Europeans flee China, France urges help for poor nations
A second French-chartered airliner carrying 300 evacuees from China flew to Europe on Sunday as more foreigners fled the rapidly spreading new virus. The wide-body Airbus A380 landed at a military base in southern France with passengers who included citizens of France, Belgium, Denmark, the Netherlands, Slovakia, Czech Republic and some African countries.
French Health Minister Agnes Buzyn said 36 people exhibited potential symptoms of the coronavirus. Sixteen of them were sent home to other European countries, while the other 20 stayed in France and are being tested.
Those who test positive for the virus will be hospitalized, and the others will be quarantined for 14 days, Buzyn told reporters. Passengers from the first airlift from China organized by the French government are in isolation at a Mediterranean resort in the town of Carry-le-Rouet.
As of Sunday night, Europe had 25 known cases of people who have been infected with the virus that first emerged in central China's city of Wuhan: Germany has 10; France has six; Russia, Italy and the U.K have two each and Finland, Sweden and Spain each have one.
Two people flown back to Germany were found to be infected with the virus, German Health Minister Jens Spahn said. That brought the total of cases in Germany to 10. Spahn said the two were symptom-free both when they left Wuhan and when they arrived in Frankfurt with 126 others on Saturday afternoon. They were “doing well at the moment” in quarantine at a Frankfurt hospital Sunday, the minister said.
Of those infected in France, Buzyn said a person who had been in intensive care had moved into a regular hospital room. Another person remains in intensive care in France, an 80-year-old Chinese tourist.
Buzyn supported calls for more international cooperation via the G-7 group of industrialized countries and the EU. “We favor anything that would allow better international coordination, a better exchange of information," Buzyn said. “All industrialized countries who have more robust health care and health alert systems should be able to cooperate, and to help other countries and perhaps on other continents that may have more difficulties.”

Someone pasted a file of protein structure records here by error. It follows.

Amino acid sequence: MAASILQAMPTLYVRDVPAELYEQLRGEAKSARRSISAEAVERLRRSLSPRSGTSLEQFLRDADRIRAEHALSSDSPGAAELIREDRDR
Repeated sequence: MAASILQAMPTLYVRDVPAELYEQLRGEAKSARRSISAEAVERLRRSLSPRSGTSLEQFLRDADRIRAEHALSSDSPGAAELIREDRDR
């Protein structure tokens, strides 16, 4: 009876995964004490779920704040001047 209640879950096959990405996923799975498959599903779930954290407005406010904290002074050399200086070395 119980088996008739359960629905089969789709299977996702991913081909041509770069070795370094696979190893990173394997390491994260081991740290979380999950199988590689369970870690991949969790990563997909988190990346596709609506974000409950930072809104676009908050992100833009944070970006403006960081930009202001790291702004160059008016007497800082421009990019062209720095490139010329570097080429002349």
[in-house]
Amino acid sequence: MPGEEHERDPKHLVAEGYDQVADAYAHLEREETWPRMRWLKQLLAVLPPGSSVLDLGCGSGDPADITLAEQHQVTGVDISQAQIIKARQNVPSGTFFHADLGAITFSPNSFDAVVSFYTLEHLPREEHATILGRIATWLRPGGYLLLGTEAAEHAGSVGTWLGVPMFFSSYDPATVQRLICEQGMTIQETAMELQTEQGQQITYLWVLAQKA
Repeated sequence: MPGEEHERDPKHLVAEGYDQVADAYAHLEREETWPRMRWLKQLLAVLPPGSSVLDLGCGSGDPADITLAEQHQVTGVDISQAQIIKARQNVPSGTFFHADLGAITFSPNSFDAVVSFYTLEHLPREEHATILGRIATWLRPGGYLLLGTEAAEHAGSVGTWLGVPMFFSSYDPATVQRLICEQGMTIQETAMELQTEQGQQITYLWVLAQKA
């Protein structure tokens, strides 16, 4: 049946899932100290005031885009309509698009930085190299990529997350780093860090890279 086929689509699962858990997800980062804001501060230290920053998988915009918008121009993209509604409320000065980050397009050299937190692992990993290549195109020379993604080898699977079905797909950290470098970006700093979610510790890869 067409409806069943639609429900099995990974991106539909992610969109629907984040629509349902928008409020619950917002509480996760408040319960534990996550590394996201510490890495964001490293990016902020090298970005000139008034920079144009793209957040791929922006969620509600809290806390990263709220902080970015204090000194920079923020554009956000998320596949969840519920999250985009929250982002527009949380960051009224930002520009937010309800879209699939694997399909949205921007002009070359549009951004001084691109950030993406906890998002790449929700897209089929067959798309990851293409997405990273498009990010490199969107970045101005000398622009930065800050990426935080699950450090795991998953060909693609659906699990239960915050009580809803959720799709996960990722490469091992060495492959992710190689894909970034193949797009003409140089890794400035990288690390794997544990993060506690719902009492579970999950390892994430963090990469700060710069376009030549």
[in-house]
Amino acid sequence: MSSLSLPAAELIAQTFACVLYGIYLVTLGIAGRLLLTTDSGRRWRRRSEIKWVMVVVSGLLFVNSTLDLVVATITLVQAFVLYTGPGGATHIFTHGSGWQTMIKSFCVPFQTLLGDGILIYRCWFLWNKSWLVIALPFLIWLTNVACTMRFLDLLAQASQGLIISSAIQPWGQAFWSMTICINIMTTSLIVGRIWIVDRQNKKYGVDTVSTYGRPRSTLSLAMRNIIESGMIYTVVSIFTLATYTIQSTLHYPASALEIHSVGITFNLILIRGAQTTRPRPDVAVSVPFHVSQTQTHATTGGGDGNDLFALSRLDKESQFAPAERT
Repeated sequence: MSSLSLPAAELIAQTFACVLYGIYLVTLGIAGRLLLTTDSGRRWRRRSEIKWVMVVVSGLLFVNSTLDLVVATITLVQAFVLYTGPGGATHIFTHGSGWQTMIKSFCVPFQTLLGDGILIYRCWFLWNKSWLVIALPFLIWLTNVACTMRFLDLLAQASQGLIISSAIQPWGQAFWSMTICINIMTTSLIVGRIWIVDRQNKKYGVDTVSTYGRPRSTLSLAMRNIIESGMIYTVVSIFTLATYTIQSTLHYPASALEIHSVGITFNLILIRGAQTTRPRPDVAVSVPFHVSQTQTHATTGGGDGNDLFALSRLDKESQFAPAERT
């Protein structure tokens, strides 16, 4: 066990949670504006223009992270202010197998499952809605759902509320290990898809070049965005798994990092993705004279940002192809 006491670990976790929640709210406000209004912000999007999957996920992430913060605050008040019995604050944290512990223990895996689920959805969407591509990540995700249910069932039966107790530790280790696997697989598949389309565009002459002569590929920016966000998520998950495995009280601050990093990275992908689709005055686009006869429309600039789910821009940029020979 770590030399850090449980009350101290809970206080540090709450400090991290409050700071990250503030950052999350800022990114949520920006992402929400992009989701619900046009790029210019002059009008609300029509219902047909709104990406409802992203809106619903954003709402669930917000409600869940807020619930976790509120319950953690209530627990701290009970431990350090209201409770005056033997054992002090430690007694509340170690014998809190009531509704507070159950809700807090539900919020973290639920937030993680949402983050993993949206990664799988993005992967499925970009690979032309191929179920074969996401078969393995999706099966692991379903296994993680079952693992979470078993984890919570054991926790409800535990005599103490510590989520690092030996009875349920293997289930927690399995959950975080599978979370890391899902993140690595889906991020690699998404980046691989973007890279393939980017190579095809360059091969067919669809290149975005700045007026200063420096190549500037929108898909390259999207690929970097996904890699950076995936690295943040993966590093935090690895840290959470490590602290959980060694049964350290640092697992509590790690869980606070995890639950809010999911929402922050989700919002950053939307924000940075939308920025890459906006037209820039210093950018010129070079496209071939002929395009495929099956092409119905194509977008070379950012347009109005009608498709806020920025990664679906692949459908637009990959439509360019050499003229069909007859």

Italian officials said Sunday that an air force plane had set out for Wuhan to bring home 67 Italian nationals. The plane is expected to land at a military airport near Rome on Monday morning. Foreign Ministry officials said the plane was also bringing medical supplies to Wuhan, at China's request.
The ministry also said permission had been given for cargo flights to fly between Italy and China. Separately, the special commissioner in charge of coordinating Italy's efforts during the viral outbreak said consideration was being given to letting a handful of Chinese commercial airliners fly to Italy to pick up Chinese tourists and other Chinese citizens stranded in Italy by the suspension of commercial flights.
The commissioner, Angelo Borrelli, was quoted by Italian media as saying that Italy would like those flights, if approved, not to fly to Italy empty, but instead to bring back Italians from China. There are an estimated 500 other Italians in China who apparently expressed an interest in returning home during the outbreak.
Meanwhile, an estimated 3,000 tourists and others from China are stranded in Italy and want to return to home, according to Italian media. The death toll in China climbed past 300 and the number of infections rose above 14,000 . The Philippines on Sunday reported the first death from the virus outside of China — that of a 44-year-old Chinese man from Wuhan who was hospitalized Jan. 25 with a fever, cough and sore throat.
On Saturday night, a Turkish military transport plane carrying 42 people arrived in Ankara from Wuhan. The 32 Turkish, six Azerbaijani, three Georgian and one Albanian nationals will remain under observation in a hospital for 14 days, Health Minister Fahrettin Koca said.
Twenty Turkish personnel who participated in the evacuation will also be kept in quarantine.